Save the Forest Education Centre at Vandusen Garden in Vancouver
  • Petitioned Vancouver Parks Board

This petition was delivered to:

Vancouver Parks Board
Gregor Robertson

Save the Forest Education Centre at Vandusen Garden in Vancouver

    1. Bonny Cooke
    2. Petition by

      Bonny Cooke

      Vancouver, Canada

January 9, 2013

General Manager, Malcolm Bromley and Park Board Commissioners

Vancouver City Hall

453 W. 12th Ave.

Vancouver, BC, V5Y 1V4


Education Centre: VanDusen Botanical Garden


It has come to Heritage Vancouver’s attention that the Education Centre at VanDusen Botanical Garden is in danger of demolition or abandonment. The Education Centre is a "forgotten jewel", a 1976 donation by forestry giant MacMillan-Bloedel intended to explain the role forests play in the province's environment and economy. Known originally as MacMillan-Bloedel Place "A Walk In The Forest", it is a unique, dramatic example of modernist architecture by architect Paul Merrick, working then as chief designer for Thompson Berwick & Pratt. Sited on the edge of a reflecting pond and partially buried in a hillside, the building appears to a passerby like an ancient temple in a deep forest. Its interior itself is a forest of magnificent, tree-like cedar columns, interspersed with the trunks of real British Columbia trees, with dioramas of natural environments flowing from one part of the space to another. 

The Education Centre does not appear to be under threat because of significant maintenance issues or lack of a viable use. It is threatened by a policy that requires the removal of a building from Park Board inventory once a new building is constructed. In VanDusen's case, the new building is the new Visitor Centre. Because of cost issues during the Visitor Centre's construction, it ended up smaller than intended and the Park Board decided to retain the offices and public space in the original Floral Hall building which had been slated for demolition. According to Park Board policy some other building has to go and the only alternative seems to be the Education Centre. We understand that, according to current plans, the washrooms in the Education Centre will be retained and renovated, along with some space required for the Garden's Christmas light show, but the balance of the building will be gutted with windows removed and left exposed to the elements. It will rapidly deteriorate and become a ruin and an eyesore in one of Canada's pre-eminent and most beautiful botanical gardens. This situation raises the question of Park Board Policy regarding publicly donated property.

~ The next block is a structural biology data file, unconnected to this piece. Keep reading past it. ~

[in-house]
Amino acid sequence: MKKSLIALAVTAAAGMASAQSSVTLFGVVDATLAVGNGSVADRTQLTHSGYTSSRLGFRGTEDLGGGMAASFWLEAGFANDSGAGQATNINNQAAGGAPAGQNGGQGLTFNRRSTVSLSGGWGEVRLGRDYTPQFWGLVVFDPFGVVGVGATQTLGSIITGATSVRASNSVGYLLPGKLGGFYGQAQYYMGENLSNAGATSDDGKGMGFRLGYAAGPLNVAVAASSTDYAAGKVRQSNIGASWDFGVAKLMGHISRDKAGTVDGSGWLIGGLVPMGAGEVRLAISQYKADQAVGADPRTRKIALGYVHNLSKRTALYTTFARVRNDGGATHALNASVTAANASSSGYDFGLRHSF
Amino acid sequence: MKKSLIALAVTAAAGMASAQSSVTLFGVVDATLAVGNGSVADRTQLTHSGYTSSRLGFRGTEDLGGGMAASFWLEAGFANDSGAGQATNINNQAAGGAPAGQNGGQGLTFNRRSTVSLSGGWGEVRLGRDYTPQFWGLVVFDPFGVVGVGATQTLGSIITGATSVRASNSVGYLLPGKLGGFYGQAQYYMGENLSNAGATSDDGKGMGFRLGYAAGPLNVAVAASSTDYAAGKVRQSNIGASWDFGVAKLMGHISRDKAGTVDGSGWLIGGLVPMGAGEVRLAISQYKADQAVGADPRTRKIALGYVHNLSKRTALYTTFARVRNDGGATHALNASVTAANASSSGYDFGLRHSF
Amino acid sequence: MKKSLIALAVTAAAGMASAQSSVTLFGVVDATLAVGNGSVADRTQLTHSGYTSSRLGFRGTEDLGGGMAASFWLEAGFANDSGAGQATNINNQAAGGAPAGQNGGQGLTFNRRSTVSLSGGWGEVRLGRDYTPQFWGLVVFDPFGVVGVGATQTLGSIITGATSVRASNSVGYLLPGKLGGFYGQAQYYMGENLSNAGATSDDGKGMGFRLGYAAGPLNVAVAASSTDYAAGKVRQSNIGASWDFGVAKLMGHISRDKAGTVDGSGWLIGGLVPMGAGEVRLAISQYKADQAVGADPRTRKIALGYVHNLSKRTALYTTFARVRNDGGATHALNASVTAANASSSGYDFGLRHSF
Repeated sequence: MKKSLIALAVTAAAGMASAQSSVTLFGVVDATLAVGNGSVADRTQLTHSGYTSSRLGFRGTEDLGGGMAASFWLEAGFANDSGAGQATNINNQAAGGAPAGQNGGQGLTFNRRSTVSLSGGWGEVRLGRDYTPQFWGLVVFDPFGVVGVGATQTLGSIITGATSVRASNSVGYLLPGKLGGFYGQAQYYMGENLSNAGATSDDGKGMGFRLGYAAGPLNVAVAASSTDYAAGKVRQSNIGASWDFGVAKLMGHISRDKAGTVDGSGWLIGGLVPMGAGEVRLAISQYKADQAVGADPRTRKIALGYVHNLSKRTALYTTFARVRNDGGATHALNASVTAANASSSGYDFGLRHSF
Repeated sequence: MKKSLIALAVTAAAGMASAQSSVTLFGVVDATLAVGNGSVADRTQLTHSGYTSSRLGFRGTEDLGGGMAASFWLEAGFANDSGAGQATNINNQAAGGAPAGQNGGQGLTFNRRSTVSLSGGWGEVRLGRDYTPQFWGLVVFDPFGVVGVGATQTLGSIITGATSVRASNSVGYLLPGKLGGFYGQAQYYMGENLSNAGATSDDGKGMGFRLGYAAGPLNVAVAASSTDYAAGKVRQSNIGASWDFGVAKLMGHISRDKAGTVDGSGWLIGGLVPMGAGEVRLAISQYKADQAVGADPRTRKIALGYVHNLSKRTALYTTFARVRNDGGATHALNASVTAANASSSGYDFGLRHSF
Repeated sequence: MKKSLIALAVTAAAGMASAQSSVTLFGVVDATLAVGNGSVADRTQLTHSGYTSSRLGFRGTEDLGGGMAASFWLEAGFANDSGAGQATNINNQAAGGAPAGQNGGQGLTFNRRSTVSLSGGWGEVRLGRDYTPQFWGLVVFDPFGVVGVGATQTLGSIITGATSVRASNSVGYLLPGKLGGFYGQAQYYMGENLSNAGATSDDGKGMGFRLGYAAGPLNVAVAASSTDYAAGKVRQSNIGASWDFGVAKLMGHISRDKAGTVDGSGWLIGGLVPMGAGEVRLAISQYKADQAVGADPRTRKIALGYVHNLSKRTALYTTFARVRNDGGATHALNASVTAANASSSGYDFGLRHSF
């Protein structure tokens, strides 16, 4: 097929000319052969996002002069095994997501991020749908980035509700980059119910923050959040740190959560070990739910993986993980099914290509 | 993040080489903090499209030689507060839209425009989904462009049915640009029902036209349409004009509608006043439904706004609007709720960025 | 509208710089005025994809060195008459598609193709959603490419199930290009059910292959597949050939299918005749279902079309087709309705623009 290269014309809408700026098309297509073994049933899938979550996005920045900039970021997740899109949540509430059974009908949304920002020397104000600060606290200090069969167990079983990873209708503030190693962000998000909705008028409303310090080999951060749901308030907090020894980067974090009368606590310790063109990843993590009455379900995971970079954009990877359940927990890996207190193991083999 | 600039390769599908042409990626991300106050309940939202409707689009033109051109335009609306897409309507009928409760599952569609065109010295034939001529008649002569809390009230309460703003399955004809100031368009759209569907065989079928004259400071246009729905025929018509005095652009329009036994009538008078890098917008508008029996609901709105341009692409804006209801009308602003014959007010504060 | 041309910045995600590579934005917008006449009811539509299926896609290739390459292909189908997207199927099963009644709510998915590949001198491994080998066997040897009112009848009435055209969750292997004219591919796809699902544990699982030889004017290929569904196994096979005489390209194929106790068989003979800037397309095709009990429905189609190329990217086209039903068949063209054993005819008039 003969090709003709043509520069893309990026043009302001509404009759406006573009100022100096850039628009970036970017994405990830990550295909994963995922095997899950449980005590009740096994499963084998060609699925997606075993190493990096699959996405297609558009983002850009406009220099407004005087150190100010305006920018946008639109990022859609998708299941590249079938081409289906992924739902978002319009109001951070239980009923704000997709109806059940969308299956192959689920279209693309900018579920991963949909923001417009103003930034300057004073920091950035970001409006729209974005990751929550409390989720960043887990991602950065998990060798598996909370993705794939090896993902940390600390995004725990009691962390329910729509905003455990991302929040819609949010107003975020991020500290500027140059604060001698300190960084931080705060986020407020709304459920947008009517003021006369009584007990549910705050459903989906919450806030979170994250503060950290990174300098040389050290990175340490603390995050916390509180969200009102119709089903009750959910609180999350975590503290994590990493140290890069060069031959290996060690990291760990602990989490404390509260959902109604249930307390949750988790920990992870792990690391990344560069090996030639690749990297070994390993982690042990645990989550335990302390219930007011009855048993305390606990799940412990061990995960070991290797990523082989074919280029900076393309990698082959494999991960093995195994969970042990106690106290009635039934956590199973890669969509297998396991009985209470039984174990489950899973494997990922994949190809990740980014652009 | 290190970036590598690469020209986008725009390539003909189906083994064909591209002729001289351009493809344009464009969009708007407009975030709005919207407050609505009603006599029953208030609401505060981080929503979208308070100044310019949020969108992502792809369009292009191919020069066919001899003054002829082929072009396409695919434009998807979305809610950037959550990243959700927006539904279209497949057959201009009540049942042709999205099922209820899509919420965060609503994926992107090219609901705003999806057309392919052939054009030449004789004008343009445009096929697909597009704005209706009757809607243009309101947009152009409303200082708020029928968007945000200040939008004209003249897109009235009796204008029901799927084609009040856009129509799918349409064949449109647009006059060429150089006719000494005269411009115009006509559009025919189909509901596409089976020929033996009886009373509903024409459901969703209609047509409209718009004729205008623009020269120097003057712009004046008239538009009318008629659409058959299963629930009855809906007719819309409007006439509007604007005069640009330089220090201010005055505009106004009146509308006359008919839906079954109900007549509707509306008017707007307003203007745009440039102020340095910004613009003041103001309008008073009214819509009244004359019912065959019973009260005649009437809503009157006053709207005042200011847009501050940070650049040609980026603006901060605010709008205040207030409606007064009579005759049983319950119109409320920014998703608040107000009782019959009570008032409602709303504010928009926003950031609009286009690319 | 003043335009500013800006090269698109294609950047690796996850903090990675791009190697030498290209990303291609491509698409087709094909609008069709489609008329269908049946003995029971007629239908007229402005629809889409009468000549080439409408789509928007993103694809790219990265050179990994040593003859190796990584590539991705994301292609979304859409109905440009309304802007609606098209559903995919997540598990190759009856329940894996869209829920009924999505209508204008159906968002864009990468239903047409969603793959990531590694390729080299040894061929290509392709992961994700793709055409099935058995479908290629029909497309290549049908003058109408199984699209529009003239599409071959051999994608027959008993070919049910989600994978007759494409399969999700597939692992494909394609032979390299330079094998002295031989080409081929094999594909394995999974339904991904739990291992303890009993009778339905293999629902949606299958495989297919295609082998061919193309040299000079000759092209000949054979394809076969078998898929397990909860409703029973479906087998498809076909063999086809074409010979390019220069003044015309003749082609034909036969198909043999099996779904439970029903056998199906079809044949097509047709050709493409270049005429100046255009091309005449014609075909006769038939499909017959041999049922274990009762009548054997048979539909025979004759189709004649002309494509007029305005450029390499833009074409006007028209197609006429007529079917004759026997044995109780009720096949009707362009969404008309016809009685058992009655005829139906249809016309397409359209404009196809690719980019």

Given the heritage significance of this modernist building we urge the Park Board to write a Statement of Significance and present it to the City’s Heritage Commission to determine the heritage value of the building before any action is undertaken.

Yours truly,

Donald Luxton, President

Heritage Vancouver

CC Penny Ballem

Mayor Robertson and Members of City Council





Thank you Donald Luxton

Bonny Cooke

Vancouver Parks Board
Gregor Robertson, Mayor
Save the Forest Education Centre at Vandusen Garden in Vancouver

[Your name]

Recent signatures


    1. Reached 250 signatures


    Reasons for signing

    • Anita Kanitz STUTTGART, GERMANY
      • 4 months ago

      If we're destroying our trees and destroying our environment and hurting animals and hurting one another and all that stuff, there's got to be a very powerful energy to fight that. I think we need more love in the world. We need more kindness, more compassion, more joy, more laughter. I definitely want to contribute to that.

      Ellen DeGeneres

    • Gregory fitzGeorge-Watts, VANCOUVER, CANADA
      • 9 months ago

      It is part of VanDusen's heritage.

    • Linda Walley VANCOUVER, CANADA
      • 9 months ago

      This building is a beautiful example of west coast style and part of our city's heritage.

    • elizabeth hobbs CHILLIWACK, CANADA
      • 10 months ago

      I believe that this is a beautiful building that should be saved. It is a distinctive style of the time it was built (I'm guessing 50-60's) and should be kept for historical reasons as well as for its beauty. I think a community needs buildings of all ages. I don't understand the modern idea that newer is better. It often is not better.

    • kathie hill SURREY, B.C., AL
      • 10 months ago

      It is a beautiful natural part of the park, far preferable to the floral hall, and people deserve to enjoy the calm peacefulness that this building and surroundings engenders.


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